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This article in NSE

  1. Vol. 42 No. 1, p. 98-103
    OPEN ACCESS
     
    Received: Nov 27, 2012
    Published: September 23, 2013


    * Corresponding author(s): bmahler@uidaho.edu
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doi:10.4195/nse.2012.0025

The National Water Survey Needs Assessment Program

  1. Robert L. Mahler *a,
  2. Michael D. Smolenb,
  3. Tatiana Borisovac,
  4. Diane E. Boellstorffd,
  5. Damian C. Adamse and
  6. Nicola W. Sochackad
  1. a Soil Science Division, PSES 442339, Univ. of Idaho, Moscow, ID 83844-2339
    b Biosystems and Agricultural Engineering Dep., Oklahoma State Univ., 111 Agricultural Hall, Stillwater, OK 74078-6016
    c Food and Resource Economics Dep., 1097 McCarty Hall B, P.O. Box 110240 IFAS, Univ. of Florida, Gainesville, FL 32611-0240
    d Dep. of Soil and Crop Sciences, Texas A&M AgriLife Extension Service, Texas A&M Univ., College Station, TX 77843-2474
    e School of Forest Resources and Conservation, and Food and Resource Economics Dep., P.O. Box 110410 IFAS, Univ. of Florida, Gainesville, FL 32611-0410
    d College of Engineering, Driftmier Engineering Center, Univ. of Georgia, 597 DW Brooks Drive, Athens, GA 30602

Abstract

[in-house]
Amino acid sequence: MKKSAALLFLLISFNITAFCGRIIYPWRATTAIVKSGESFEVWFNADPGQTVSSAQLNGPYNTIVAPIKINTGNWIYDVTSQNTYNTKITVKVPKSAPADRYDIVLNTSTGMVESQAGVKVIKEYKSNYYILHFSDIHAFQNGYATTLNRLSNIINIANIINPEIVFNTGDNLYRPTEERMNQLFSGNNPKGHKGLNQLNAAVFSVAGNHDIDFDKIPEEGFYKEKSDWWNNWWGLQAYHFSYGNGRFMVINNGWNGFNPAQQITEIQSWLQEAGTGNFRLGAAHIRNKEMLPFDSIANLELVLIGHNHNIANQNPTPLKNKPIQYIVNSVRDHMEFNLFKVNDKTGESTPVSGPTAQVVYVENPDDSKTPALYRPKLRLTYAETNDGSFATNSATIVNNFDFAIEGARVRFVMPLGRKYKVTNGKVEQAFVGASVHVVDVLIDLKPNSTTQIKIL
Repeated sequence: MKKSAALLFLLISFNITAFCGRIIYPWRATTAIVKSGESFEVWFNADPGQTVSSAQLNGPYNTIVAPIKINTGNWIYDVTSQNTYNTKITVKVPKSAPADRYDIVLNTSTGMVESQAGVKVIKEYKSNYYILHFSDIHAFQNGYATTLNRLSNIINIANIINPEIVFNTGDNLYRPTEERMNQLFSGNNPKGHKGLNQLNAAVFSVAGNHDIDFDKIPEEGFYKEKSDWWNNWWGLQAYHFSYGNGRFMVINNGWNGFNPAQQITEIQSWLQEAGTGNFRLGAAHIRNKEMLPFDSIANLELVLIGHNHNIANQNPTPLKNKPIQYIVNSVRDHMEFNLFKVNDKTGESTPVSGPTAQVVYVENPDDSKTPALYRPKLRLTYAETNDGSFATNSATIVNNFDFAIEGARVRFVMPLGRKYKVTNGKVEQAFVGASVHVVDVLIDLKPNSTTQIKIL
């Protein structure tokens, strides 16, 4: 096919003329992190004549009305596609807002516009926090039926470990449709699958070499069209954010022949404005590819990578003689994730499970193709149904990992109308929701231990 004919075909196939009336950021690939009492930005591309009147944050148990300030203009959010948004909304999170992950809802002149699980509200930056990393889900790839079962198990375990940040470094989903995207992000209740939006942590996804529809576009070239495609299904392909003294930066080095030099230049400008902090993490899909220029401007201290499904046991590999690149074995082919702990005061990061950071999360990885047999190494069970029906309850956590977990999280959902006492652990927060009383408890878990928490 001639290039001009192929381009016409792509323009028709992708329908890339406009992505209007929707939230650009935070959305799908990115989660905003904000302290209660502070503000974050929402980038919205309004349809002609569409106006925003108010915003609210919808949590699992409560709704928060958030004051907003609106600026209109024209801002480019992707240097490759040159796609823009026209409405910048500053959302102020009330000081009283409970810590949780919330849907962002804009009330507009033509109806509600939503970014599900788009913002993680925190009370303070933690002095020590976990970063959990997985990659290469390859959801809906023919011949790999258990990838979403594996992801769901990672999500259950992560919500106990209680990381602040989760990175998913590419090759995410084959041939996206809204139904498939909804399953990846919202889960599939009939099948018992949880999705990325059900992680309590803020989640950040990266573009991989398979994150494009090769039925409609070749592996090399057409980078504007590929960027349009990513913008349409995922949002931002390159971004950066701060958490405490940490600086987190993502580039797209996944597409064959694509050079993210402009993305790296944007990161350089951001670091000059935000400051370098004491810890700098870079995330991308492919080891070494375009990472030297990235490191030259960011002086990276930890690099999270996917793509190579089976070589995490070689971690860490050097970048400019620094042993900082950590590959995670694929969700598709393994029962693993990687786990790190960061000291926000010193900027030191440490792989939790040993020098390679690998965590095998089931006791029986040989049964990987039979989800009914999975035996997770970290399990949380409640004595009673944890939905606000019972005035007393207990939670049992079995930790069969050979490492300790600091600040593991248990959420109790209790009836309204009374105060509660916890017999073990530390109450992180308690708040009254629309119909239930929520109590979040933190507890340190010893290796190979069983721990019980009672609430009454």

Water quality and availability are identified as priority areas for outreach and educational programs in many U.S. regions. This project offers a needs assessment tool (survey) that could be used on a state-by-state, regional, or national basis to analyze public attitudes, opinions, and behaviors as related to water resource issues. The information collected through the needs assessment can be used to identify objectives, strategies, and delivery modes for extension programs, and to evaluate the programs. The goal was to implement the needs assessment survey at 5-year intervals to: (1) measure changes in public priorities; (2) evaluate the effectiveness of educational programs; and (3) reprioritize, as necessary, the educational goals. A needs assessment survey template was developed and piloted in the Pacific Northwest. During 2001–2010, surveys were conducted in 41 states and six Pacific Island entities. Almost 11,000 surveys were returned completed for a response rate of 44.5%. Five-year follow-up surveys have been completed in five states to date. The results of these surveys have been used to prioritize extension water programs and compare issues and needs across and within regions. It is anticipated that some form of this survey will be conducted at 5-year time intervals until water is no longer of national concern.

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